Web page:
Tuesday, May 18, 2010

Books on Politics in Thailand

The political crisis in Thailand continues to dominate the headlines. Here are 5 books that examine Thailand’s complex political history and circumstances.
  • Red vs. Yellow - Volume 1: Thailand's Crisis of Identity by Nick Nostitz. This volume describes, both in photos and in text, the political turmoil and violent street protests that took place during the first elected administration in Thailand after the 2006/2007 coup period, its government led by the PPP (People Power Party) a place holder party of the TRT (Thai Rak Thai) which had been ousted by the military coup. The anti-government and nationalist-royalist PAD (People's Alliance for Democracy) entered Government House, the seat of Thailand's cabinet, and occupied it for months, before its protests culminated in the invasion of Bangkok's airports, the dissolution of the PPP and the overthrow of the government by forces seen as sympathetic to the PAD. In the course of the year the police, the PAD and their opponents - the Red shirts, an alliance of government supporters and pro-democracy groups - clashed on several occasions. Incidents involving at times shocking violence laid bare Thailand's long neglected social, political and regional divisions and left it a deeply unstable nation. Nick Nostitz covers this significant period of Thai history from the centre of events. His articles on which this book is based caused considerable controversy when first published.
  • Thaksin by Pasuk Phongpaichit and Chris Baker. In 2001, Thaksin Shinawatra was elected prime minister on a single-minded promise to accelerate Thailand to first-world status through unrestrained capitalist growth. His tenure from 2001 to 2009 gave new meaning to the role of prime minister and transformed Thai politics. It is an extraordinary story involving four landslide elections, a military coup, a demonstration lasting half a year, the popular mobilization of people in colour-coded street armies, the occupation of Bangkok's international airports, assassination plots, and the flight of Asian leaders from a regional meeting by helicopter. The first edition of this book was published in 2004, and the original chapters remain unchanged. They trace Thaksin's family background, his meteoric success as a telecommunications entrepreneur, his bid for the premiership, and the key polices and achievements of his years in power. In the expanded second edition, four new chapters and a conclusion trace in detail the protracted story of Thaksin's downfall. Thaksin exposed the deep divisions in Thai society and made them matter in politics. He was opposed by social activists critical of his neoliberal policies, by human rights defenders appalled at his callous authoritarianism, by royalists who imagined him as a threat to Thailand's revered monarch, by businessmen who resented his nepotism and cronyism, and by a broader middle class who saw him as corrupt, untrustworthy, and dangerous. But at the same time, he drew passionate support from farmers and provincial businessmen who welcomed his policies to spread wealth, expand social services, and empower the common man.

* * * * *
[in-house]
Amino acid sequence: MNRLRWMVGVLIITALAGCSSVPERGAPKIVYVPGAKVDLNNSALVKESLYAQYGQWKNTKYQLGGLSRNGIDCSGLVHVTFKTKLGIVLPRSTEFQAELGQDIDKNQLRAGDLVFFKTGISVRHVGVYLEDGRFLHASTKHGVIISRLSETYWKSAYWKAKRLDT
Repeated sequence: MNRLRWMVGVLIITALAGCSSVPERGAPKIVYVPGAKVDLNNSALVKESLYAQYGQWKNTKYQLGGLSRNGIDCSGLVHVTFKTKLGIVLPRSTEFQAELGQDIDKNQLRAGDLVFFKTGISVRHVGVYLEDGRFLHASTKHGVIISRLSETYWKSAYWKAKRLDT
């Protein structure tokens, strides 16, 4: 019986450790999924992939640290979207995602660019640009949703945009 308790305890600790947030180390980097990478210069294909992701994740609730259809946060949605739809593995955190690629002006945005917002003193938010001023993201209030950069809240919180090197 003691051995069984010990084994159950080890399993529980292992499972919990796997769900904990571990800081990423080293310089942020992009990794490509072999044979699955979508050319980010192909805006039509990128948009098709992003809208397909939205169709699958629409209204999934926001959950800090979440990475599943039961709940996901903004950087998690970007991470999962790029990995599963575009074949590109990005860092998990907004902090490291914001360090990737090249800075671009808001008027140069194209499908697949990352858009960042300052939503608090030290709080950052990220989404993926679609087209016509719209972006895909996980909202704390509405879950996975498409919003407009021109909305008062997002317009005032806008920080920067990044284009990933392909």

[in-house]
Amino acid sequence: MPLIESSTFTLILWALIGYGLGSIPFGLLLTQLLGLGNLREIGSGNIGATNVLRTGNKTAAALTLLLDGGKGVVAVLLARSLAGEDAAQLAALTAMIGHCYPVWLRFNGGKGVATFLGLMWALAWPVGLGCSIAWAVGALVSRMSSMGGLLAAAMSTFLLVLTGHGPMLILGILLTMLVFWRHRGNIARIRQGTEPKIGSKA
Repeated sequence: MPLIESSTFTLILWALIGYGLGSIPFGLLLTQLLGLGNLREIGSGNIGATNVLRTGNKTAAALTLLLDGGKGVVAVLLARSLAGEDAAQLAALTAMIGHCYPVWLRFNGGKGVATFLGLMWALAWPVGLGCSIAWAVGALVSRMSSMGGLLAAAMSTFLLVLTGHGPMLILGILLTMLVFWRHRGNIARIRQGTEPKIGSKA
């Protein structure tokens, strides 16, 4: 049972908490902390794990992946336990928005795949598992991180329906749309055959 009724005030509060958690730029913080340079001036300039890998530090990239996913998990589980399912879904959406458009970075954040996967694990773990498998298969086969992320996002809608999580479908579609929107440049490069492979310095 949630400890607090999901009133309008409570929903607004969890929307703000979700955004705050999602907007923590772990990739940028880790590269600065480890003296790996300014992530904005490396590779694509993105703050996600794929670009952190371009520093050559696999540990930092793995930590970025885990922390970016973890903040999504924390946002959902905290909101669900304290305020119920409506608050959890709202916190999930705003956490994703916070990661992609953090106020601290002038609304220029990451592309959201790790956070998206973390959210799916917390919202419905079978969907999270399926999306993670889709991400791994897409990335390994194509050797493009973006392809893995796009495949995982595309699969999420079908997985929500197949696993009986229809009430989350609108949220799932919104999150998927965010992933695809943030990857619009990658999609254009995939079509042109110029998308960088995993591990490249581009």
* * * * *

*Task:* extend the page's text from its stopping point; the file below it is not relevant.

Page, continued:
• Jungle Book: Thailand's Politics, Moral Panic and Plunder, 1996-2008 by Chang Noi. "Chang Noi" has been since 1996 a widely read and often provocative writer for The Nation of Bangkok. These 64 articles from the newspapers discuss many aspects of Thailand's life and politics. They include headlined scandals, running sores and unsolved crimes as well as acute and often humorous analyses of major and minor matters relevant in Thailand's life and development.
  • A Coup for the Rich: Thailand's Political Crisis by Giles Ji Ungpakorn. This is a book that attempts to explain the most important issues in Thai politics. It asserts that the popularity of Thai Rak Thai can only be explained by the power of the oppressed and their potential to revolt in times of crisis; and that the coup of 2006 can only be understood as a "Coup for the Rich" against the interest of the poor. Both populism and the coup were only possible because of the weakness in politics of the Thai People Movement. Finally, the violence in the South can only be explained by looking at the repression of the Thai State against the Malay Muslim population and how that population is fighting back.
  • Divided Over Thaksin: Thailand's Coup and Problematic Transition edited by John Funston. These 13 papers were selected from those given by senior analysts from Thailand and the region at the 2006 and 2007 seminars of the National Thai Studies Centre at the Australian National University. The Coup of 2006 and other turbulent events were more or less in progress during the seminars so some of the papers have the flavour of immediacy. Among the subjects addressed are: the Constitutions of 1997 and 2007 and their impacts; the policies, fall and possible future impact of Thaksin Shinawatra, Prime Minister 2001-2006; four papers are on aspects of the ongoing insurgency in Southern Thailand; and the final three papers focus on the economy with discussion of the impact of political uncertainty on business. With much tabulated data, and index.

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